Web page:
And I heard her exclaim as she drove out of sight,

Feliz Navidad y buenas noches a todos...
Merry Christmas to all and to all a good night!

23 December 2008

Through the eye of a needle...

If you spend much time in Mexico you will see some wonderful things...things that you can hardly believe are possible. I am always amazed by some of the miniature dioramas like those of the Nativity Scene that are so small that they are contained in a nut shell. However, after seeing the video below I think there is no limit to what people can do no matter where they are. There is a man named Willard Wigan in England who makes tiny dioramas so small that they fit into the eye of a needle. I am truly humbled. You will be too!

21 December 2008

Orange Cookies and Fruit Flies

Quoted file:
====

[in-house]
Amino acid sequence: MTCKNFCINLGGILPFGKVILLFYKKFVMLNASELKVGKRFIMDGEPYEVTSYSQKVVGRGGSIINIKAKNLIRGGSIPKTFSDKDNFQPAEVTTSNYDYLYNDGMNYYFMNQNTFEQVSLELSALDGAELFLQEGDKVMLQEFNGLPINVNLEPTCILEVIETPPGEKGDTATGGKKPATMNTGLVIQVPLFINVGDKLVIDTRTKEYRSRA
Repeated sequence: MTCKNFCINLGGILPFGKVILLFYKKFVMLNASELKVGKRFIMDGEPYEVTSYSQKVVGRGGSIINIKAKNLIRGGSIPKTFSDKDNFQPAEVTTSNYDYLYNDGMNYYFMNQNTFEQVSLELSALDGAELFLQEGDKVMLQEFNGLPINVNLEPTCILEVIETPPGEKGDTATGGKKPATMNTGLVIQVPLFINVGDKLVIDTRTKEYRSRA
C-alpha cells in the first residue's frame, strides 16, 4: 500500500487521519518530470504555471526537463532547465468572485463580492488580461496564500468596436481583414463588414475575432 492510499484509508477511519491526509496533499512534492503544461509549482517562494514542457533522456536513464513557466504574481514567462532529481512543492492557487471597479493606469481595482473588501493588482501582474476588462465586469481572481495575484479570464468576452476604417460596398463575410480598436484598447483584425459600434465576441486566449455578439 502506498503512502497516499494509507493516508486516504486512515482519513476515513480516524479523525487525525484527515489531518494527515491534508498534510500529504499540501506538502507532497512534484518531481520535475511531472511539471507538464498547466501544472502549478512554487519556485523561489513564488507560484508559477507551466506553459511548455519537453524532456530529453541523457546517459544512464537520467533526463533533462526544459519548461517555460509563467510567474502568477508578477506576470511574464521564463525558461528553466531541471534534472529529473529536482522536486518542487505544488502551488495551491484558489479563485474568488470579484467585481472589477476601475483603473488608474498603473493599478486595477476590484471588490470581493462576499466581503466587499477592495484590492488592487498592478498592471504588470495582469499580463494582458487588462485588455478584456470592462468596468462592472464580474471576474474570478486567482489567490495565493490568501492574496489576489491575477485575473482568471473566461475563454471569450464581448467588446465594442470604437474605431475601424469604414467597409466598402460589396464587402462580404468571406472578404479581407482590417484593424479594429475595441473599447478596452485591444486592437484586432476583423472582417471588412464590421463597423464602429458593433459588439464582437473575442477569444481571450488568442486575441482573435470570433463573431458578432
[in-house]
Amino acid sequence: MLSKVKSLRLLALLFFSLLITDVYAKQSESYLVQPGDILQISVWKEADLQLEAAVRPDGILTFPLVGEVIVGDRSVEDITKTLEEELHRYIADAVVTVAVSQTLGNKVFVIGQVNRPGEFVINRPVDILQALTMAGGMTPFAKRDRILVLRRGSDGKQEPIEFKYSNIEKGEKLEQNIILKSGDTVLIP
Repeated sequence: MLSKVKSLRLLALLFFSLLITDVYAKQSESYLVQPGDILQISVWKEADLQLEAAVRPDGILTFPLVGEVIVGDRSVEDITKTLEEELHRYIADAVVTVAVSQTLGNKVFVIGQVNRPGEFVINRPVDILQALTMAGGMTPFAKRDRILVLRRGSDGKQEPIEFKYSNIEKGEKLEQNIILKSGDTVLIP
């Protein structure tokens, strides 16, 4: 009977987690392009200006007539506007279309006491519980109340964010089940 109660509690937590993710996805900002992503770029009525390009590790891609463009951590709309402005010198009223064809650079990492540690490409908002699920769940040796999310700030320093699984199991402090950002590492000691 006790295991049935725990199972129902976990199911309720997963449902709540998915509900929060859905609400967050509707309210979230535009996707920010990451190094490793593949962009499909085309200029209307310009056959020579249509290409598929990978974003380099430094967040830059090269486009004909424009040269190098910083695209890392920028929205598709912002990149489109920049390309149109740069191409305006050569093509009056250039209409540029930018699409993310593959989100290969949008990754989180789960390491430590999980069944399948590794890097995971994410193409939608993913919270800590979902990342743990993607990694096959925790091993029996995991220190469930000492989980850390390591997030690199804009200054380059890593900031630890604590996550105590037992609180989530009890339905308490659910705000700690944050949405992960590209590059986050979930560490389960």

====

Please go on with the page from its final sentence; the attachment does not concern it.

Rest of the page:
My friend and fellow blogger Bliss recently wrote about baking cookies for Christmas. For some reason or other this triggered a memory of my mother and one of her cookie baking experiences. My mother was always a positive thinking, forward looking, happy-go-lucky person with a perpetual twinkle in her eye and she was fond of playing practical jokes every now and then. One time my father was explaining to us how they used to play practical jokes in the military and about how one of the most popular jokes was "short sheeting" each others beds. To "short sheet" a bed you tuck the top sheet under the mattress at the top of the bed and then double it over so that when a person tries to get into bed their feet are stopped halfway down the bed by the fold in the doubled over sheet. Yes, you guessed it. When my father tried to get into bed that night he found that it was short sheeted. Poor Dad, he was often the target of Ma's jokes and of course all of us kids thought it was hysterical. One time Ma put some over ripe fruit on the back porch and then waited until it had fruit flies. She then captured the fruit flies in a little net and put the fruit flies in my Dad's lunch box just as she was closing the lid. At lunch time Dad would open the lunch box and fruit flies would fly out and the other workers began to joke about it. Finally after three or four days of this my Dad brought up the subject at the supper table and all of us kids burst out laughing because we were all in on it. He knew right then that he had been the victim of another of Ma's tricks. Fortunately our Dad was a good natured sort who was fond of pulling his own pranks once in awhile.